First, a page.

Although legal ethics rules can be counterintuitive, many ethical dilemmas can be resolved by the application of common decency and morality. One basic norm we were taught as early as kindergarten, is that when you find something that does not belong to you and you know its rightful owner, you return the property to that person.
Picture this: Somehow your opposing counsel ends up with your twelve pages of notes of a meeting you and your experts had preparing a defense for your client. Instead of returning to you your attorney work product, your opponent makes copies of your notes, shares them with co-counsel, and uses them to prepare a line of questions to impeach one of your experts at trial.
Does this seem like ethical behavior to you? I hope not. The Supreme Court of California declared this conduct unethical and disqualifed the errant lawyer and his firm in Rico v. Mitsubishi Motors Corp., Cal., No. S123808, 12/13/07.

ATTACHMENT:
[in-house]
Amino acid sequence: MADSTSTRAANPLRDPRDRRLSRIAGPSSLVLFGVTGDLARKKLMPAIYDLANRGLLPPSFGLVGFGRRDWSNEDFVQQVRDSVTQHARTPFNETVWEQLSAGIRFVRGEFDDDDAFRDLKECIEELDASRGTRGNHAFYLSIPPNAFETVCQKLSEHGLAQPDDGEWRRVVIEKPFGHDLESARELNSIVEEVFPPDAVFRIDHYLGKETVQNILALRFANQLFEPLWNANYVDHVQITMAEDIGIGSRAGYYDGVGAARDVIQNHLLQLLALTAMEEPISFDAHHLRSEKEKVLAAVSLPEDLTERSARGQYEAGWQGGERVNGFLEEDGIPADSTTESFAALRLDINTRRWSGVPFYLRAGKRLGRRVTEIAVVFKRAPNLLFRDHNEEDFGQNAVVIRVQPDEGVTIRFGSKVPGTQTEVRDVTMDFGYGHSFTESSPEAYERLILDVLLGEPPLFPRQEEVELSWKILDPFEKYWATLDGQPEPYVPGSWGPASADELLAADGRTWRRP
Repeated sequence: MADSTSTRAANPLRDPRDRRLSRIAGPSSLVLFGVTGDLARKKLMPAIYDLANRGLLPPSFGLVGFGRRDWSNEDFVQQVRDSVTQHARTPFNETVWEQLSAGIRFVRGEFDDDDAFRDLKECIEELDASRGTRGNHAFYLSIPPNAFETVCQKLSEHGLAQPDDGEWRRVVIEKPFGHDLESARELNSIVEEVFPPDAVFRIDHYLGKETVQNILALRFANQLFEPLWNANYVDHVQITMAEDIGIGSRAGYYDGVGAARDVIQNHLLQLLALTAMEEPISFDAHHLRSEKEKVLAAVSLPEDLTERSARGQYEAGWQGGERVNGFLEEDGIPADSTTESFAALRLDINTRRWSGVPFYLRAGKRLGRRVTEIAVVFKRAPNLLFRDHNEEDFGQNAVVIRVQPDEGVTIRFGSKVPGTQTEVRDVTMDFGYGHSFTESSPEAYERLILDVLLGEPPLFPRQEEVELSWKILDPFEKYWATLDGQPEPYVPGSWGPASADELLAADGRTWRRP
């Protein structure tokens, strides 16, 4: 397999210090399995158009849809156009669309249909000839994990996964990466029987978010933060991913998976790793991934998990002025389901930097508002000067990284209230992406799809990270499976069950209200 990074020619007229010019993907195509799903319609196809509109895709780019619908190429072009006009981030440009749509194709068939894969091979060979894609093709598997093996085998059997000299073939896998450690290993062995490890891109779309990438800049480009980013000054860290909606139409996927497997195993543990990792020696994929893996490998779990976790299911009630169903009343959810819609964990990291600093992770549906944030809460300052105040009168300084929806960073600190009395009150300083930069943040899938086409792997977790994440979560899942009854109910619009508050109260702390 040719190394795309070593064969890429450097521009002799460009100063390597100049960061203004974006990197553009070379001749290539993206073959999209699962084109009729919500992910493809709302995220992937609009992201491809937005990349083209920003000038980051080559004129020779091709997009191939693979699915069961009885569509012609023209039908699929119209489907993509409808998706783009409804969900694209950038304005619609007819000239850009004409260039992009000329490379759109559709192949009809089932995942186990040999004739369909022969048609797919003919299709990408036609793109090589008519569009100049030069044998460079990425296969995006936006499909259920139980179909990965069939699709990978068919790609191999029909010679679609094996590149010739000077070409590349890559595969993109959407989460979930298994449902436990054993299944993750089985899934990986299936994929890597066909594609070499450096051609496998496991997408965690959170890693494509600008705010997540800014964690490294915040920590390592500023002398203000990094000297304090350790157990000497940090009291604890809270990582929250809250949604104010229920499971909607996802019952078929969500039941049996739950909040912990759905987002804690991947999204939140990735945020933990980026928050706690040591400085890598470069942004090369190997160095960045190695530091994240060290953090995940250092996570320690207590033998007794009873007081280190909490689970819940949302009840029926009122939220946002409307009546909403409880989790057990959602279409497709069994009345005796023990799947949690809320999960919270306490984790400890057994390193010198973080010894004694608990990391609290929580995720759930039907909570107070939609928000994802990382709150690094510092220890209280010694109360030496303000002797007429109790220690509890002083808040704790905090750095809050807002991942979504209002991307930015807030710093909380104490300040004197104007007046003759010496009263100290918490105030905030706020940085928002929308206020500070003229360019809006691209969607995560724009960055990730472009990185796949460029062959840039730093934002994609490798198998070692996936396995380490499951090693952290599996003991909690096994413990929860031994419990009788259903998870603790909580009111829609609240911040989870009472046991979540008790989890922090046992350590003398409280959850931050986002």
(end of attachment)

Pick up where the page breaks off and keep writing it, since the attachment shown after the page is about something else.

The appropriate course of action that the plaintiff's lawyer should have taken was explained by the court:
When a lawyer who receives materials that obviously appear to be subject to an attorney-client privilege or otherwise clearly appear to be confidential and privileged and where it is reasonably apparent that the materials were provided or made available through inadvertence, the lawyer receiving such materials should refrain from examining the materials any more than is essential to ascertain if the materials are privileged, and shall immediately notify the sender that he or she possesses material that appears to be privileged. The parties may then proceed to resolve the situation by agreement or may resort to the court for guidance with the benefit of protective orders and other judicial intervention as may be justified.
Exploitive behavior of this type is a recipe for disaster. Perhaps some lawyers need to go back to kindergarten to learn that you simply don't take or use property that does not belong to you.